Tomorrow, Saturday 6th February marks the start of the CPRE's annual Star Count, where they ask individuals to help measure light pollution in their are by counting the visible stars. Now as you may have guessed from the name, (CPRE stands for the Campaign for Rural England) this is mainly focused on England, however they do log any information they receive from folk in Scotland and are happy for us to get involved. Talking about this with people over the last week, one response I've had a couple of times is that nobody expects to be able to see the stars in Scotland in February - and looking out of the window just now, they do indeed have a fair point, as I can barely see out the window for the rain streaming down it, but let's be optimistic.
I don't know much about the night sky, but over the last year with a reduced number of aeroplanes about,
I have been noticing that there are more stars visible on a clear night. A few weeks ago on a cold clear night, I took the opportunity to walk across the fresh snow in the park to stand in a clearing and look at the sky. I don't think I have ever seen so many stars, particularly not in the city. It was as if whilst focusing on one star, thousands of other more distant stars suddenly appeared, like a magic eye picture. That night for the first time I was able to finally decipher the image that we confidently included in our 12 Days of Nature showing how to identify Polaris, the north star.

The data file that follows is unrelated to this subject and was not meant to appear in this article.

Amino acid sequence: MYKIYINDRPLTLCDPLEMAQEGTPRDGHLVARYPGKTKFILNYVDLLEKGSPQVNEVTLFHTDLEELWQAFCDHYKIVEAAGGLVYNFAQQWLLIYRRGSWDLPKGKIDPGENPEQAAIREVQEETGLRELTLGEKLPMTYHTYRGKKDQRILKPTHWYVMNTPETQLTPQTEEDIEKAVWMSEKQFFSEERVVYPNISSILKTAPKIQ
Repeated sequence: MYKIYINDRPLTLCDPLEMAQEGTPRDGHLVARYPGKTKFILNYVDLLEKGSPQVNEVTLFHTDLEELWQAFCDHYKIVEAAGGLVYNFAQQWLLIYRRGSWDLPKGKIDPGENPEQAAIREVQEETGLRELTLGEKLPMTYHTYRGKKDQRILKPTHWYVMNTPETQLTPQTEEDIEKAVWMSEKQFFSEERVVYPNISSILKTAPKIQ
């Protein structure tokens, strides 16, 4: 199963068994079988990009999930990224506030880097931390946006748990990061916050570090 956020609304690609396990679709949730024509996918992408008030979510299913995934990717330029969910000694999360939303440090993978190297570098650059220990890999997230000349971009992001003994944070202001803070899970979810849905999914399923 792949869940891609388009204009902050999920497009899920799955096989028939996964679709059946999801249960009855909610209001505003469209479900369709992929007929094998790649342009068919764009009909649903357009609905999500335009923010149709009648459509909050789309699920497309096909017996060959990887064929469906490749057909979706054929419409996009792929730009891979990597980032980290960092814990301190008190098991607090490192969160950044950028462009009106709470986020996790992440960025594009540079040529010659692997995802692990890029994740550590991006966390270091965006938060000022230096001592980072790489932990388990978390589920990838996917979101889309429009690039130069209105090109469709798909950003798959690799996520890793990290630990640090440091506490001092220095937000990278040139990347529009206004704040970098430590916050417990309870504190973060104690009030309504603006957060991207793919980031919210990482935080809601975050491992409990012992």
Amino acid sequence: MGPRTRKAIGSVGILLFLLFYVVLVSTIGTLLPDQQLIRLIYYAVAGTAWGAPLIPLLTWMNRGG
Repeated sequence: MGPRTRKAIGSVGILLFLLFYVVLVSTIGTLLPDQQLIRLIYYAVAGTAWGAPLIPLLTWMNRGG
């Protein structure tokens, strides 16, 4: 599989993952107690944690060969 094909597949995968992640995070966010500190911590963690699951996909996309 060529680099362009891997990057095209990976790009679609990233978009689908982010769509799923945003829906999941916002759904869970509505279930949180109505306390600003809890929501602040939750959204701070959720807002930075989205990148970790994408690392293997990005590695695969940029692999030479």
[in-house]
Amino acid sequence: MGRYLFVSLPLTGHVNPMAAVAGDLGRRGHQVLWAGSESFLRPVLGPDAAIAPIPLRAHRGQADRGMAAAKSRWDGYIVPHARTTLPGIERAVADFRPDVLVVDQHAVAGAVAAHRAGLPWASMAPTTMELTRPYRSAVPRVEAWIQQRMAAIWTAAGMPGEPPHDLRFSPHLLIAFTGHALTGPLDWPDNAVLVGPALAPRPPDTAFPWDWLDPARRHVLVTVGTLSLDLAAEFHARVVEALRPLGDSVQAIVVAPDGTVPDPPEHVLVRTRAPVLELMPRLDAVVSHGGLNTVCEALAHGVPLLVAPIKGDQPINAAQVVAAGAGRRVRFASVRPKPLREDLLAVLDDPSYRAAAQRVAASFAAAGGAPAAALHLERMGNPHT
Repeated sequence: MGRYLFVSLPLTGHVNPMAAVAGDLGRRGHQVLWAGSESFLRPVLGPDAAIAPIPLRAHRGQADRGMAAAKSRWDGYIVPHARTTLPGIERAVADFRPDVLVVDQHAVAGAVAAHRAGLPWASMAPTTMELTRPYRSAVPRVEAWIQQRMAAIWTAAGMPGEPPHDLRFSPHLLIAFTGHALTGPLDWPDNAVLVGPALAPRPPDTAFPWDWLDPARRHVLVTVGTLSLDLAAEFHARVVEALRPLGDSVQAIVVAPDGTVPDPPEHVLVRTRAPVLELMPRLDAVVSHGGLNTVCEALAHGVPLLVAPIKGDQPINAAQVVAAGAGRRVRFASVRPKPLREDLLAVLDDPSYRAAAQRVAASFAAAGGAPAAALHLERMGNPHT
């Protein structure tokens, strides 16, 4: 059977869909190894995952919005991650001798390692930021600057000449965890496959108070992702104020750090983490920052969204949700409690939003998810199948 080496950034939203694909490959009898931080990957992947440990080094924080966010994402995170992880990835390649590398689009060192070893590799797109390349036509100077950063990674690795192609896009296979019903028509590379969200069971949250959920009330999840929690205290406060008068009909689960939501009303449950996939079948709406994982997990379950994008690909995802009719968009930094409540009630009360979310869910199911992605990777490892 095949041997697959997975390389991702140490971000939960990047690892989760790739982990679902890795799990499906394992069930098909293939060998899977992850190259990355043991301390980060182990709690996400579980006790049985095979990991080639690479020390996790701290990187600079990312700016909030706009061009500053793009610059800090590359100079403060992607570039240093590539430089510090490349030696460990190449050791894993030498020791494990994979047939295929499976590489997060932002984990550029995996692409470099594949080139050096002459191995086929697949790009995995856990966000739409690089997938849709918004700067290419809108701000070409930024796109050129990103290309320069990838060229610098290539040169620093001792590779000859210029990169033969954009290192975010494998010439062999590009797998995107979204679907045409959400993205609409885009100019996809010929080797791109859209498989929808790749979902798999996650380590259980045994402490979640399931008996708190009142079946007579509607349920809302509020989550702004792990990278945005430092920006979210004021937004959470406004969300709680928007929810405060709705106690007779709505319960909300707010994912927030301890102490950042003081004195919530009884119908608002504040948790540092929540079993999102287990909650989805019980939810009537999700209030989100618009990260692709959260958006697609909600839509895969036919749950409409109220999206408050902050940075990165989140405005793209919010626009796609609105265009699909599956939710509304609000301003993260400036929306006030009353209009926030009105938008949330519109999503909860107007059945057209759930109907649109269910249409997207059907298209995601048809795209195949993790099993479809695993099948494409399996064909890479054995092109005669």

Looking at the diagram of how to take part in the star count, I think I am going to need some extra help, even if the meteorological conditions cooperate. So I am pleased to say that the Clydesdale Astronomical Society are on hand to help. Next Wednesday 10th February, they are joining us for a beginners guide to stargazing; we'll learn how to tell the difference between a star and space hardware, how small the sun really is (depending on what you are comparing it to) and there will be some moon watching tips thrown in for good measure.
Star gazing helps us to realise how important our planet is, how fragile it could be if we don’t look after it and the huge part we have to play. On that note, don't forget about our Love Your Bog session the following week with Butterfly Conservation about the importance of peatlands in our fight against climate change. Until then, don't forget to check our YouTube channel for this week's selection of videos celebrating the stirrings of Spring.